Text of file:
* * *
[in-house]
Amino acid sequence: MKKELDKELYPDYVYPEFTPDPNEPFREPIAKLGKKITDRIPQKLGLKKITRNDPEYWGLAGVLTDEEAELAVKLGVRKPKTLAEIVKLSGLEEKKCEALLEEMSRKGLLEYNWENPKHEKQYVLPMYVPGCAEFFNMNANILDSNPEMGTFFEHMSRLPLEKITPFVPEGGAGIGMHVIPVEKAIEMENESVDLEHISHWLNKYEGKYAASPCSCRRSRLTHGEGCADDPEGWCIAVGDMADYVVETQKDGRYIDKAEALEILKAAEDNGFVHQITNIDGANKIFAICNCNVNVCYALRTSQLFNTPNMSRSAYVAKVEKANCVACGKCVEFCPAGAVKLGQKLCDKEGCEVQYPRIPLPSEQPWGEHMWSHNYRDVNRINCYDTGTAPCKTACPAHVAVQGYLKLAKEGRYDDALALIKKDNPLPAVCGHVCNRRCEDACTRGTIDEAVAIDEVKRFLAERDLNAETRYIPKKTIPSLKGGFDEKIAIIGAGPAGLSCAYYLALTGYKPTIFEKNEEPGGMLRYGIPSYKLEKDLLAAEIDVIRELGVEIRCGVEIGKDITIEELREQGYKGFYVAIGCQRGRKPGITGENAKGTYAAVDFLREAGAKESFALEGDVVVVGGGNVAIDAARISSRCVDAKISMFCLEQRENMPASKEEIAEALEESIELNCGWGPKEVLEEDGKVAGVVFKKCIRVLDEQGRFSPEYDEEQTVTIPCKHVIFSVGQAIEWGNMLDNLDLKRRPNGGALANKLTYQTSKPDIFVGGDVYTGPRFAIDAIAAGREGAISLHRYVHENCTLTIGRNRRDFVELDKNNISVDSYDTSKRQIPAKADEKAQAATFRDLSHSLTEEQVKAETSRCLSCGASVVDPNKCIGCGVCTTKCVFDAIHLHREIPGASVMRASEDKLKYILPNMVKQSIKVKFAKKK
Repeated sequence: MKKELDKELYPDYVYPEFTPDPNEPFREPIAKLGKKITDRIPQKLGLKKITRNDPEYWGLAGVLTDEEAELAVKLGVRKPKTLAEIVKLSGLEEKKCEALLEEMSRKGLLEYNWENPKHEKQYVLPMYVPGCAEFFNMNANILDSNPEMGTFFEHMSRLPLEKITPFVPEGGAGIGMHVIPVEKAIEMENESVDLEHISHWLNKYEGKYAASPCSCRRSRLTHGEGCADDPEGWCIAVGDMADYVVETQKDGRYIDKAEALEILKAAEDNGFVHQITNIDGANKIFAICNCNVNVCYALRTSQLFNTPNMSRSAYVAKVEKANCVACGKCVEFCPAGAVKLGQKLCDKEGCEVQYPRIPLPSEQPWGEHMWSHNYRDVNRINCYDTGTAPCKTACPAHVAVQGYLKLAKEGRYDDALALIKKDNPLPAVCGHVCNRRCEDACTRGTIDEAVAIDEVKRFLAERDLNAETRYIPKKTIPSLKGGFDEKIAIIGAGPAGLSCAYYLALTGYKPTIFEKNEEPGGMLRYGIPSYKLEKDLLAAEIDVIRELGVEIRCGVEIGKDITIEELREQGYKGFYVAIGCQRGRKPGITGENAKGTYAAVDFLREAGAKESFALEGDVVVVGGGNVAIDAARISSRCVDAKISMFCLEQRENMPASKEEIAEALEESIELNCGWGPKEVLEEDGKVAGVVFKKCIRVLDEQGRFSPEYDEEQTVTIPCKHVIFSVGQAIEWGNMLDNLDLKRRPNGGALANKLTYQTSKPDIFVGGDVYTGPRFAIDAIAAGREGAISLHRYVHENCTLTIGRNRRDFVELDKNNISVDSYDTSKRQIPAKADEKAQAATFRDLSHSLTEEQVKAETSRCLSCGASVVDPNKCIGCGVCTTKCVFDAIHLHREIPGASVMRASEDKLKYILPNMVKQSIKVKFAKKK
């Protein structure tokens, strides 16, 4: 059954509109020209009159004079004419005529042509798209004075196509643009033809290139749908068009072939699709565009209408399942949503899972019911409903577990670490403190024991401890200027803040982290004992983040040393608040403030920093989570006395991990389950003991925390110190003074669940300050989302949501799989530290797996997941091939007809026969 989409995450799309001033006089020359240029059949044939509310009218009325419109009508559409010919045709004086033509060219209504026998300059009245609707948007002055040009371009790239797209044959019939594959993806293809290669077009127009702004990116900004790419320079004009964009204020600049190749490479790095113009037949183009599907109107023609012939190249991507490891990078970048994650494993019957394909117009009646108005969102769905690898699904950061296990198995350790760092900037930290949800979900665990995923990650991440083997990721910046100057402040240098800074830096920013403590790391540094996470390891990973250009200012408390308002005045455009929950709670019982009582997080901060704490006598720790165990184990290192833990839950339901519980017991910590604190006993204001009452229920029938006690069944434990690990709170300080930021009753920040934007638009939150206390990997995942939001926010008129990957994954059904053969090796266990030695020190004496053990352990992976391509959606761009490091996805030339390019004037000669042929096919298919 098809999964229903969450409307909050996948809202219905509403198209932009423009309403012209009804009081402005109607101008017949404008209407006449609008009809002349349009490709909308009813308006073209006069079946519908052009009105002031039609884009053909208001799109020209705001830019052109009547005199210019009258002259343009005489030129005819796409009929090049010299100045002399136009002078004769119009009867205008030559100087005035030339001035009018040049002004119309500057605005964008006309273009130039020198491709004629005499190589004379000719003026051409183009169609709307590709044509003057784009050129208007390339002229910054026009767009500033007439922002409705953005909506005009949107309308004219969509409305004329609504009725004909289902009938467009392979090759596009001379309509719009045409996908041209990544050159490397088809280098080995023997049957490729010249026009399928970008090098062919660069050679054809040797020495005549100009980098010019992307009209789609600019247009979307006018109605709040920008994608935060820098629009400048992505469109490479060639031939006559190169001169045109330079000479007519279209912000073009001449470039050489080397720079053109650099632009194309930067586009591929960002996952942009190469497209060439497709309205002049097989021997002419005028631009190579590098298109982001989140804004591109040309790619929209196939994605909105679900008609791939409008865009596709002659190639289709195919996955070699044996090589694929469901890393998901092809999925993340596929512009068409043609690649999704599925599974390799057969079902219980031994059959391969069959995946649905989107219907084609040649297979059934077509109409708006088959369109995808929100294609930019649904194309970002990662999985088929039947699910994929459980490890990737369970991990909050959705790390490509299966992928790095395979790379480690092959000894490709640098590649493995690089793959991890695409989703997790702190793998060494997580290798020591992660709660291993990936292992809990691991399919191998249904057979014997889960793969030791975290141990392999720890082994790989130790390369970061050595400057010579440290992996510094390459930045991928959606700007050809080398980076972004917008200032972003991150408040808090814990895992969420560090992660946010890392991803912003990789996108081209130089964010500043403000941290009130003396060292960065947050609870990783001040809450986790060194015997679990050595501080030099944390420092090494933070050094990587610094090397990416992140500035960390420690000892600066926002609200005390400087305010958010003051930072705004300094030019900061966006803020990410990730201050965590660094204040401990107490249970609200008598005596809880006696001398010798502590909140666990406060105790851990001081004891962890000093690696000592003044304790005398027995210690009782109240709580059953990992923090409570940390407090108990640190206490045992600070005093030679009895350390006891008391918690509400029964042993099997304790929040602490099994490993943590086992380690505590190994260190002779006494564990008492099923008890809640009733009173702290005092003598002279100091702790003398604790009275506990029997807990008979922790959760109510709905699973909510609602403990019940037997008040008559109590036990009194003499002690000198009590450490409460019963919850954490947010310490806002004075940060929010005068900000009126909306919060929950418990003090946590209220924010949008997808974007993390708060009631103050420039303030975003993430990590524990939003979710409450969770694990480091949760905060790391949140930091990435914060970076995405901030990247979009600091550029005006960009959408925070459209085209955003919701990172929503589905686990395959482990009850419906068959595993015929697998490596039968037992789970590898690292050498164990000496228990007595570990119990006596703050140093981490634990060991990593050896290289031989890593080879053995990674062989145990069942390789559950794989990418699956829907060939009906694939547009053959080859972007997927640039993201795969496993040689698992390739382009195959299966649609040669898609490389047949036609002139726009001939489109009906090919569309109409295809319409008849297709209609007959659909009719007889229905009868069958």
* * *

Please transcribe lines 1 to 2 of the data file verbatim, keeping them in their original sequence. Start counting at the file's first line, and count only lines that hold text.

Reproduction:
[in-house]
Amino acid sequence: MKKELDKELYPDYVYPEFTPDPNEPFREPIAKLGKKITDRIPQKLGLKKITRNDPEYWGLAGVLTDEEAELAVKLGVRKPKTLAEIVKLSGLEEKKCEALLEEMSRKGLLEYNWENPKHEKQYVLPMYVPGCAEFFNMNANILDSNPEMGTFFEHMSRLPLEKITPFVPEGGAGIGMHVIPVEKAIEMENESVDLEHISHWLNKYEGKYAASPCSCRRSRLTHGEGCADDPEGWCIAVGDMADYVVETQKDGRYIDKAEALEILKAAEDNGFVHQITNIDGANKIFAICNCNVNVCYALRTSQLFNTPNMSRSAYVAKVEKANCVACGKCVEFCPAGAVKLGQKLCDKEGCEVQYPRIPLPSEQPWGEHMWSHNYRDVNRINCYDTGTAPCKTACPAHVAVQGYLKLAKEGRYDDALALIKKDNPLPAVCGHVCNRRCEDACTRGTIDEAVAIDEVKRFLAERDLNAETRYIPKKTIPSLKGGFDEKIAIIGAGPAGLSCAYYLALTGYKPTIFEKNEEPGGMLRYGIPSYKLEKDLLAAEIDVIRELGVEIRCGVEIGKDITIEELREQGYKGFYVAIGCQRGRKPGITGENAKGTYAAVDFLREAGAKESFALEGDVVVVGGGNVAIDAARISSRCVDAKISMFCLEQRENMPASKEEIAEALEESIELNCGWGPKEVLEEDGKVAGVVFKKCIRVLDEQGRFSPEYDEEQTVTIPCKHVIFSVGQAIEWGNMLDNLDLKRRPNGGALANKLTYQTSKPDIFVGGDVYTGPRFAIDAIAAGREGAISLHRYVHENCTLTIGRNRRDFVELDKNNISVDSYDTSKRQIPAKADEKAQAATFRDLSHSLTEEQVKAETSRCLSCGASVVDPNKCIGCGVCTTKCVFDAIHLHREIPGASVMRASEDKLKYILPNMVKQSIKVKFAKKK